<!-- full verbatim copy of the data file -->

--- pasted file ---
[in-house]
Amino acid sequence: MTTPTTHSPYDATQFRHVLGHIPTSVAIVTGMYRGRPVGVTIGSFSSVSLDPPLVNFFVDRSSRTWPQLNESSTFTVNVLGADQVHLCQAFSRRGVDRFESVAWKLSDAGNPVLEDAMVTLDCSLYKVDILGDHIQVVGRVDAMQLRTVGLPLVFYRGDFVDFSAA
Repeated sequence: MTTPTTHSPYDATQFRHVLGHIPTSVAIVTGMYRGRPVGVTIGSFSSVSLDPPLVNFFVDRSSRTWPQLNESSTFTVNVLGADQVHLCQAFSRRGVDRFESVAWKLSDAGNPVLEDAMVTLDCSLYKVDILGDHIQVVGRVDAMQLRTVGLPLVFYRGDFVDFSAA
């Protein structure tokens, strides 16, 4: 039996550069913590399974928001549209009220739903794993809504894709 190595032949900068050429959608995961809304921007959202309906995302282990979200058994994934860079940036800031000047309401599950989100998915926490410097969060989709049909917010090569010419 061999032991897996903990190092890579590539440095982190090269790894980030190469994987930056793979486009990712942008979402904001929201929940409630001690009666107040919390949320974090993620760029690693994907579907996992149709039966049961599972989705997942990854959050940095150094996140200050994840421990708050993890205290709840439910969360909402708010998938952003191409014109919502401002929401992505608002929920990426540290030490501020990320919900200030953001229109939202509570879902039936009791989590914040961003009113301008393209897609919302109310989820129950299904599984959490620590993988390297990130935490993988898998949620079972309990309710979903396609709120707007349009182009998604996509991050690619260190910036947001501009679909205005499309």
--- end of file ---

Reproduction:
[in-house]
Amino acid sequence: MTTPTTHSPYDATQFRHVLGHIPTSVAIVTGMYRGRPVGVTIGSFSSVSLDPPLVNFFVDRSSRTWPQLNESSTFTVNVLGADQVHLCQAFSRRGVDRFESVAWKLSDAGNPVLEDAMVTLDCSLYKVDILGDHIQVVGRVDAMQLRTVGLPLVFYRGDFVDFSAA
Repeated sequence: MTTPTTHSPYDATQFRHVLGHIPTSVAIVTGMYRGRPVGVTIGSFSSVSLDPPLVNFFVDRSSRTWPQLNESSTFTVNVLGADQVHLCQAFSRRGVDRFESVAWKLSDAGNPVLEDAMVTLDCSLYKVDILGDHIQVVGRVDAMQLRTVGLPLVFYRGDFVDFSAA
């Protein structure tokens, strides 16, 4: 039996550069913590399974928001549209009220739903794993809504894709 190595032949900068050429959608995961809304921007959202309906995302282990979200058994994934860079940036800031000047309401599950989100998915926490410097969060989709049909917010090569010419 061999032991897996903990190092890579590539440095982190090269790894980030190469994987930056793979486009990712942008979402904001929201929940409630001690009666107040919390949320974090993620760029690693994907579907996992149709039966049961599972989705997942990854959050940095150094996140200050994840421990708050993890205290709840439910969360909402708010998938952003191409014109919502401002929401992505608002929920990426540290030490501020990320919900200030953001229109939202509570879902039936009791989590914040961003009113301008393209897609919302109310989820129950299904599984959490620590993988390297990130935490993988898998949620079972309990309710979903396609709120707007349009182009998604996509991050690619260190910036947001501009679909205005499309």